The first time I felt her presence was about a year after she died. I woke up in the middle of the night with my throat tight, feeling like someone was choking me. It was sleep paralysis, something I’ve had since childhood, and it’s not uncommon to get the feeling of being smothered or held down during these episodes—even seeing shadowy figures in the room (it’s scary AF if you’ve never experienced it . . . Google it). But instead of an unknown “presence” holding me down I could smell her . . . the way her house always smelled: strong coffee percolating, cornbread baking, stale cigarette smoke hanging in the air. Pall Mall unfiltered. And as fast as it came, it was gone and I was awake.
I told a friend later that day what I had experienced and he said I was crazy. And I know it sounds crazy, but she kept coming back. Not every day; more like every few months. And never in the “flesh,” always in my dreams. We sit together in the living room of her old farmhouse in Springport and we don’t say anything. We just sit, but I always wake feeling comforted.
The last ten years of her life, I wasn’t around much. I think I visited her once. I mean, don’t get me wrong, I saw her at least twice a year at Thanksgiving and Christmas; but I never called or stopped by. She always reminded me of this, too, when I’d see her at the holidays. Her wig half twisted, shaking her head in disbelief for how bad of a grandson I’d turned out to be.
But I couldn’t forgive her, and so I chose not to visit.
When I came out of the closet in college and she learned who I was, she straight up told me she didn’t approve of my “lifestyle.” She told me she still loved me, but she couldn’t accept that part of me. And when I started bringing Cory around before we were married, she said she liked “my friend” but was quick to remind me that she always hoped I’d end up with a nice girl. I invited her to our wedding; she didn’t come.
When my mom called to say she was dying and that I should go to the hospital to say goodbye, I almost didn’t go because I didn’t believe it. Big Mom was the world’s biggest hypochondriac. My whole life she was suffering from this ailment or that condition, so it was hard to distinguish when she was really sick and when she wasn’t. But this particular time she was truly sick and she wouldn’t go back home.
When I was a kid, in that living room in Springport, she asked me what I wanted to be when I grew up. I told her I wanted to be a famous actor or maybe a flight attendant. “No,” she said. “You’re going to be a writer and do radio.” Writer? Radio? I thought.
Funny how some things turn out.
I don’t know if I believe that psychic or not, but after my dreams I always think about what she said . . . about Big Mom being assigned to me as my protector for the rest of my life. I wonder if it’s because we didn’t reconcile, and this is her way of telling me she is really proud and okay with who I am and who I love. Or maybe it’s my subconscious wanting it to be so.
At any rate, she visited me again last night, so this morning I opened my laptop and made this my sloppy attempt of telling her that I forgive her. I don’t mind her haunting my dreams, but I want her to know, whatever form she is in or wherever she exists, that I don’t hate her. I did and do love her.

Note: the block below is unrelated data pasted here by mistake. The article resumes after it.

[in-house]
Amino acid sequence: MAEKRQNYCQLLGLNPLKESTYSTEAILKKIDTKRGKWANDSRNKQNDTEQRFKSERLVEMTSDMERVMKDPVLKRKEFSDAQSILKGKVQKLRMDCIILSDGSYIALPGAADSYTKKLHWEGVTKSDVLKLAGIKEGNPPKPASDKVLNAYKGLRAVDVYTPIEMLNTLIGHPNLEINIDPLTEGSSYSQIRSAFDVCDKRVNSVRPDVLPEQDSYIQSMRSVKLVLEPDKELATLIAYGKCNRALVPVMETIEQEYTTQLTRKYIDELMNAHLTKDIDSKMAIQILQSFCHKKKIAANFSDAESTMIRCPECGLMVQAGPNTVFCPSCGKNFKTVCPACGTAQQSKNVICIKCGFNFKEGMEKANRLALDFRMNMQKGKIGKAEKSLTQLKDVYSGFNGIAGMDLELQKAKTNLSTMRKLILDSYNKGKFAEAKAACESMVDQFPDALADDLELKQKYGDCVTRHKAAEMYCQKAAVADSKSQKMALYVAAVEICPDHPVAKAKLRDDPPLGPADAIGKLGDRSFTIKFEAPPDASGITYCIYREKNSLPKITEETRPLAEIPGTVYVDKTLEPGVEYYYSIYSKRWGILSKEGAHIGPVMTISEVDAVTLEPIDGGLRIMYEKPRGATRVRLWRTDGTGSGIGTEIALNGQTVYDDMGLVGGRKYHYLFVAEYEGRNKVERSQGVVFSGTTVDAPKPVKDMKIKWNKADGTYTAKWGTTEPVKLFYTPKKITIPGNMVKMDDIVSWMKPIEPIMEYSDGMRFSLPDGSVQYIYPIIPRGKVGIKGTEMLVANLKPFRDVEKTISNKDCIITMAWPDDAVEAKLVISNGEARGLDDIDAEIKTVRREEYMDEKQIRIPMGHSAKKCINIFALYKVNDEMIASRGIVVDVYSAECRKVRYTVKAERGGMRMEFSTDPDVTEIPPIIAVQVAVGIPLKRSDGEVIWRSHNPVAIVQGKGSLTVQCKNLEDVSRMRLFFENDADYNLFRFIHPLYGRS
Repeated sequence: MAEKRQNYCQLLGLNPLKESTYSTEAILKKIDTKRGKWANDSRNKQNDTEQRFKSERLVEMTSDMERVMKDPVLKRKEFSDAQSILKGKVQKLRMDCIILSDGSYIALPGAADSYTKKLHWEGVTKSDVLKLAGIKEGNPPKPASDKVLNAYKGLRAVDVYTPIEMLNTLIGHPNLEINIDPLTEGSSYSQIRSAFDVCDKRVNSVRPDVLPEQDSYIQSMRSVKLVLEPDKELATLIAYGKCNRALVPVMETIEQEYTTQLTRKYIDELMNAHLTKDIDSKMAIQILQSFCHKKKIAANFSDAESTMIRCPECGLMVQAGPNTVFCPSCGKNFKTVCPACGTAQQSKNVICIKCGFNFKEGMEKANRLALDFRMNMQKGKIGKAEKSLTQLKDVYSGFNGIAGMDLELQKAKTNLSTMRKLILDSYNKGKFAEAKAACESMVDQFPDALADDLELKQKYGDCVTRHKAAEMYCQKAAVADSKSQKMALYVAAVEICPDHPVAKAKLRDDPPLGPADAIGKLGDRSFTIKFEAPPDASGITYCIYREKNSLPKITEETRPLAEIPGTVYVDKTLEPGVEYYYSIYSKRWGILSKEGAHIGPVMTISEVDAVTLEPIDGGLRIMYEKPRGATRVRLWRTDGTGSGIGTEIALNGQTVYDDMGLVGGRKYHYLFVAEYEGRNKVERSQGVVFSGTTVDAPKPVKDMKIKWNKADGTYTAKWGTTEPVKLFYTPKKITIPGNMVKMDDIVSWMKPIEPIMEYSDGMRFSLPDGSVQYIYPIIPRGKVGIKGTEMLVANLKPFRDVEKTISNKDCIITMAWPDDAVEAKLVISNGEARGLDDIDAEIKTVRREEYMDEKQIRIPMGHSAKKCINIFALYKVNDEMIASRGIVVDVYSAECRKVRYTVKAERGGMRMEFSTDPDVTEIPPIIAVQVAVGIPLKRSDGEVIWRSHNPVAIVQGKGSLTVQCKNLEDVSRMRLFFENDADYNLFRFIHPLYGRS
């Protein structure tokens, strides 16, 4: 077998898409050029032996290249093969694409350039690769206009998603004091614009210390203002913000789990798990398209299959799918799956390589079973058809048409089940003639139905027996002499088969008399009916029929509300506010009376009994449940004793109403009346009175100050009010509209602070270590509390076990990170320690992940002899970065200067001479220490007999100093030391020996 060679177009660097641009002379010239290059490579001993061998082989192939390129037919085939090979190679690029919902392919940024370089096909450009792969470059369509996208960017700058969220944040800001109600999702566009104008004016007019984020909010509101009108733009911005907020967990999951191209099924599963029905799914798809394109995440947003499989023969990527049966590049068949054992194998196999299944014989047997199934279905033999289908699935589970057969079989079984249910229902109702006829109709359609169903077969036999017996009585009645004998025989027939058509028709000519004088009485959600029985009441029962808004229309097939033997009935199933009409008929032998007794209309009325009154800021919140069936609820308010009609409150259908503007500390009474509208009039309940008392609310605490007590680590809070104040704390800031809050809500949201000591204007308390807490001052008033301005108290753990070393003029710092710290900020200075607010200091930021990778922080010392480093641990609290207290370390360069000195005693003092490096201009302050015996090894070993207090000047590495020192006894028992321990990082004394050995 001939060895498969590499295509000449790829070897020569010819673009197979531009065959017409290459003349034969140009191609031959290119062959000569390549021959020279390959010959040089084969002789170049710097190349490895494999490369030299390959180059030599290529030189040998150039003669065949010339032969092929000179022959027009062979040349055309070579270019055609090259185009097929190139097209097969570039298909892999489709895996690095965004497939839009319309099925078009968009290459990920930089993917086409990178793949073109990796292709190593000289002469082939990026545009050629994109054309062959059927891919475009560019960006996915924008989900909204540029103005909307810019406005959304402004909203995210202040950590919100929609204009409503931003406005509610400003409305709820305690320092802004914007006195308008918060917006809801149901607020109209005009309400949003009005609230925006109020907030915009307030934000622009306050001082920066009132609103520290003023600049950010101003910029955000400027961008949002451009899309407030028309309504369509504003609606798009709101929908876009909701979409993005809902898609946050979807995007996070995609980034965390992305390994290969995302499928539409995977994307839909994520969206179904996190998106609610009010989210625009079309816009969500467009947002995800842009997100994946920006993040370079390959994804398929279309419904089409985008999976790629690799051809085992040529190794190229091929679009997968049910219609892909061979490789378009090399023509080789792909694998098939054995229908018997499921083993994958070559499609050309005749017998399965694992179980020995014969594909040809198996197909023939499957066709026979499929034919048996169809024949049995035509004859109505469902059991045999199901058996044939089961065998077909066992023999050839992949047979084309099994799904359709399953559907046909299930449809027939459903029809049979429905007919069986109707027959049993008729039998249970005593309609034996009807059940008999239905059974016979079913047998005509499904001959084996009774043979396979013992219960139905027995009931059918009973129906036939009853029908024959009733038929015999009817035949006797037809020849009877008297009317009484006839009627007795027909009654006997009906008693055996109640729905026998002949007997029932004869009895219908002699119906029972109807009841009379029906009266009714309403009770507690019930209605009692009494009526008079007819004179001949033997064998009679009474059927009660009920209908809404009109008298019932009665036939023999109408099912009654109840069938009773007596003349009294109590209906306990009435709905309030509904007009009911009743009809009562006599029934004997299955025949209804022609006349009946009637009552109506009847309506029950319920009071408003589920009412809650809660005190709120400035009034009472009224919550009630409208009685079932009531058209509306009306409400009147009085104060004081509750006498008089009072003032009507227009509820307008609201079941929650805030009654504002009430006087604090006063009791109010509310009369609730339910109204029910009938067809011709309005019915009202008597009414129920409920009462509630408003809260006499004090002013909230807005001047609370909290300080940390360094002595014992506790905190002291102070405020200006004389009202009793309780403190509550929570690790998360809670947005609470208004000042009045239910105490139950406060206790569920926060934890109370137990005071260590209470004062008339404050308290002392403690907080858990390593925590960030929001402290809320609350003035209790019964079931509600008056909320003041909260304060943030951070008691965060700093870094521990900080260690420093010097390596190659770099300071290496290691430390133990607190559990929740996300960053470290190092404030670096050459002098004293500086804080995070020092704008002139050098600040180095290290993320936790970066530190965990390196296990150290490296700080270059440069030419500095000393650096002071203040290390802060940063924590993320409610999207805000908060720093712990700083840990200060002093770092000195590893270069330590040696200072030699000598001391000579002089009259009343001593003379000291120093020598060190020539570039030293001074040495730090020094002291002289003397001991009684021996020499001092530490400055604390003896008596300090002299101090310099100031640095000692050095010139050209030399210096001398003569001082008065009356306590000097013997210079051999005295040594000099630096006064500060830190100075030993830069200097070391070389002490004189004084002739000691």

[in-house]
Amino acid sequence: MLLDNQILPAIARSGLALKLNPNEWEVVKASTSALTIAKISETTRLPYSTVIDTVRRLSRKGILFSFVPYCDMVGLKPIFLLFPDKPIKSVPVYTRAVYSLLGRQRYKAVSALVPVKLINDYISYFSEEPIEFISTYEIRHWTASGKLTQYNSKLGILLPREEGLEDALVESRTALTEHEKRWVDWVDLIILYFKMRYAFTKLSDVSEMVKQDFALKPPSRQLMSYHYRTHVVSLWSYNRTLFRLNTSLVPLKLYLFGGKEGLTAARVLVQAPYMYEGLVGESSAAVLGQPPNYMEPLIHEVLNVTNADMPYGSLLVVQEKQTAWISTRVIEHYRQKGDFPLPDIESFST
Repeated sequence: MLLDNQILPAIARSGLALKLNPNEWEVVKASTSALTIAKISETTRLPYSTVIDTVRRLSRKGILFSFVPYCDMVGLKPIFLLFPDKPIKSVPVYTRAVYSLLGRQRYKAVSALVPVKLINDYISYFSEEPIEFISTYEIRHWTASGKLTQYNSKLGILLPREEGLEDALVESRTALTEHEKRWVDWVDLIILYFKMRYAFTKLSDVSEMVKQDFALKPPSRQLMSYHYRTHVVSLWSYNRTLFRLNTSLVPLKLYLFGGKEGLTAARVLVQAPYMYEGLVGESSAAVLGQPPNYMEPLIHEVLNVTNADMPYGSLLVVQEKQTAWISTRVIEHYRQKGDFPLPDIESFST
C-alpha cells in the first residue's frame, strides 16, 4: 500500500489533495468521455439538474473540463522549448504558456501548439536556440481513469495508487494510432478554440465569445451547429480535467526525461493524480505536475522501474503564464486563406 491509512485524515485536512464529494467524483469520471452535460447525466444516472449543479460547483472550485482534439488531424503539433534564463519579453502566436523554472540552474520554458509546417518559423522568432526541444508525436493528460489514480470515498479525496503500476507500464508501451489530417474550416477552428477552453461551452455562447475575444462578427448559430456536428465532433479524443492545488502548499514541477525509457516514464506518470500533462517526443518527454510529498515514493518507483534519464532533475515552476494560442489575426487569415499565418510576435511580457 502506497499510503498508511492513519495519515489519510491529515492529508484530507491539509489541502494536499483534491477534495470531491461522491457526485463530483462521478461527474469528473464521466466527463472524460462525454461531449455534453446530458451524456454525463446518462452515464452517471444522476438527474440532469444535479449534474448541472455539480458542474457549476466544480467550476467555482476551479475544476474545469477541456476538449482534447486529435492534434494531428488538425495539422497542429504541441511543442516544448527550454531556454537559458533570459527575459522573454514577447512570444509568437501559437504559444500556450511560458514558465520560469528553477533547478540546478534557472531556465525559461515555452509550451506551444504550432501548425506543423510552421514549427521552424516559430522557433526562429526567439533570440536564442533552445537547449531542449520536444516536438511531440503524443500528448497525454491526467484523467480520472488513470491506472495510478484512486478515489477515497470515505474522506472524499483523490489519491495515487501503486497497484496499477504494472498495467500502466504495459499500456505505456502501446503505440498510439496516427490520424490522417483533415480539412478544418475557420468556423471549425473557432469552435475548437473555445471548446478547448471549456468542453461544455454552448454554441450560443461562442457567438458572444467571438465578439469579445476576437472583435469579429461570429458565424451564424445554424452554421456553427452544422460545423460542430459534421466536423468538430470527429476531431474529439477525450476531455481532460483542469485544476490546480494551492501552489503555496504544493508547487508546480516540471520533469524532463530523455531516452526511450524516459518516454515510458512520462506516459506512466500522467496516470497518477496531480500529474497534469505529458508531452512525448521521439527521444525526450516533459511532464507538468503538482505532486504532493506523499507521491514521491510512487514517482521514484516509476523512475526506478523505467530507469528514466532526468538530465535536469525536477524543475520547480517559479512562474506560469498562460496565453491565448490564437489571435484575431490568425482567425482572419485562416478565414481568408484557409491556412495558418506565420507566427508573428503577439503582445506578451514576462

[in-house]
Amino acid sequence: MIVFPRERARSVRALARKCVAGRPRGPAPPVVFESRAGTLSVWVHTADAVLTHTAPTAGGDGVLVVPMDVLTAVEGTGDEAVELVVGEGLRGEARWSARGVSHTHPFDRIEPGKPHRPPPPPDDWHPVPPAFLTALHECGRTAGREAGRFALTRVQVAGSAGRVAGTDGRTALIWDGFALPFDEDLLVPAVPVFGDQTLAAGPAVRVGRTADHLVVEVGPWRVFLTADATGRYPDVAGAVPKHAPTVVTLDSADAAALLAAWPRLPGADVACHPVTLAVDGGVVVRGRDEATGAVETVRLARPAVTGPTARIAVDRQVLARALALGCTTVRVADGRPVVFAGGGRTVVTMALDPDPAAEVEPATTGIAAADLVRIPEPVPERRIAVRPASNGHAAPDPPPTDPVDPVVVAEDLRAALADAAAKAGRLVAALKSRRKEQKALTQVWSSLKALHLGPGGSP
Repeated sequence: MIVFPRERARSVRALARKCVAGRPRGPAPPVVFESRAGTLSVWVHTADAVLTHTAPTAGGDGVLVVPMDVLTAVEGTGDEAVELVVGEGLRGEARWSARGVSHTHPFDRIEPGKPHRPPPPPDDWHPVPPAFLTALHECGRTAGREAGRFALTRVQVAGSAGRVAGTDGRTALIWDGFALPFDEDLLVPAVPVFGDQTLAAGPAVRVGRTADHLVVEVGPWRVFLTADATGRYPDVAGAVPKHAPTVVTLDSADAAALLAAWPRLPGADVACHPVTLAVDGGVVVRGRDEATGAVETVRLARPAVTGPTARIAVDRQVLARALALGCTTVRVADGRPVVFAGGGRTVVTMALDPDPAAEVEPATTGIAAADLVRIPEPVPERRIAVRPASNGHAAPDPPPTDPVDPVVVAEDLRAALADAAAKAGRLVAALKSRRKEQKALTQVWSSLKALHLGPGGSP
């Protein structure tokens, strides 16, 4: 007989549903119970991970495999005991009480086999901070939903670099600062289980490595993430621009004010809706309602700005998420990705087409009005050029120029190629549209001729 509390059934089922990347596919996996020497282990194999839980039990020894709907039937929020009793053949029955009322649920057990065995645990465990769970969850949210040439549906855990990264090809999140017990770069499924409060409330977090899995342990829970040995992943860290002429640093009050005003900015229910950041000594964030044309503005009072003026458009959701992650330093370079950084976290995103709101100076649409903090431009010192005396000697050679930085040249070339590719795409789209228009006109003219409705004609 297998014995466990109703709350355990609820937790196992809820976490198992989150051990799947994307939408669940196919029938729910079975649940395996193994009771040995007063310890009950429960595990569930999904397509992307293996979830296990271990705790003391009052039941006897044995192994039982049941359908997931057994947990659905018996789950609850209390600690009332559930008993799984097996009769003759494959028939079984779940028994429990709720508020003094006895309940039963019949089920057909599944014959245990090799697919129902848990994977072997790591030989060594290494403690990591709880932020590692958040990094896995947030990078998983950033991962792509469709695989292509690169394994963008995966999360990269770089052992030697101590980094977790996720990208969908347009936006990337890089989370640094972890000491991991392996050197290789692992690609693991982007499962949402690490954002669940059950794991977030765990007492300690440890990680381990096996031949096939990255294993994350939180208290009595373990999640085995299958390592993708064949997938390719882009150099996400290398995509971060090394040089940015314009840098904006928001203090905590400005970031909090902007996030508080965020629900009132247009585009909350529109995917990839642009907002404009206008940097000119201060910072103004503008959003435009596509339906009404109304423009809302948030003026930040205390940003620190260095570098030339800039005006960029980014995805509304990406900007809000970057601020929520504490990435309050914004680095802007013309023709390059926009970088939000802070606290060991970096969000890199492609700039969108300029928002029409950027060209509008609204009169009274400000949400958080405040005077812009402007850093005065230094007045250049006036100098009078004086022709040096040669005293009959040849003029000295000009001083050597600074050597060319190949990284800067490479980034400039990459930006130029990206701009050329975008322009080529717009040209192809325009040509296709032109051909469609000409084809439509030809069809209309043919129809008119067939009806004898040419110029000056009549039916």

Love can and does transcend all boundaries and planes.
Partnerships come in all forms, both transactional and transformational. The deepest of these involve a connection and understanding of each other’s stories . . . our likes, our fears, our dreams. In the words of Harper Lee, “You never really understand a person until you consider things from his point of view . . . Until you climb inside of his skin and walk around in it.”
Kelsey and I have worked tirelessly over the last six years to develop this type of experience for our storytellers, writers, and actors who have been involved in over 75 different Facing Projects across the country. During this time, we’ve gotten to know each other quite well in our partnership as founders of the organization but also as close friends. And even though we thought we knew everything about each other, even more was revealed this past spring when Kelsey sat down with me to write my story for this Saturday’s Facing LGBTQ+ Pride book launch and theatrical event. This is the first time I’ve told my story in a Facing Project, and it was the first time Kelsey ever interviewed me.
As Kelsey mentioned in a blog post about our collaboration, “. . . I thought I knew a lot of his story, thoughts and feelings, but . . . (I learned when we first met) He was worried that I, like so many people in so many places, would devalue him because of who he loved.”
It was tough to tell Kelsey what my feelings were the day we met, but it opened his eyes to the worry I have any time I meet someone new. And I’m lucky . . . I have a strong support network (and, okay, I’ll admit it, a lot of confidence that can sometimes make me look like an asshole). But imagine those who don’t have anyone to turn to . . . those who, like 43% of homeless youth, were thrown out of their homes for who they love. These are stories so many Americans don’t know about or don’t understand. Here in Muncie we had 23 writers sit down with 23 storytellers from the LGBTQ+ and ally community, and these stories, including mine, will live on as a resource for Muncie (and beyond). They will help you understand our likes, our fears, our dreams. They’ll help you see us as regular old people and as extraordinary people. Just like many of you.
Kelsey and I are no doubt even closer after this experience. Thank you, Mr. Timmerman, for being my partner in so many ways and for becoming the biggest ally I know.
To get a copy of the Facing LGBTQ+ Pride book and to see the theatrical performance on June 30th, reserve your seat online at give.classy.org/facingpride.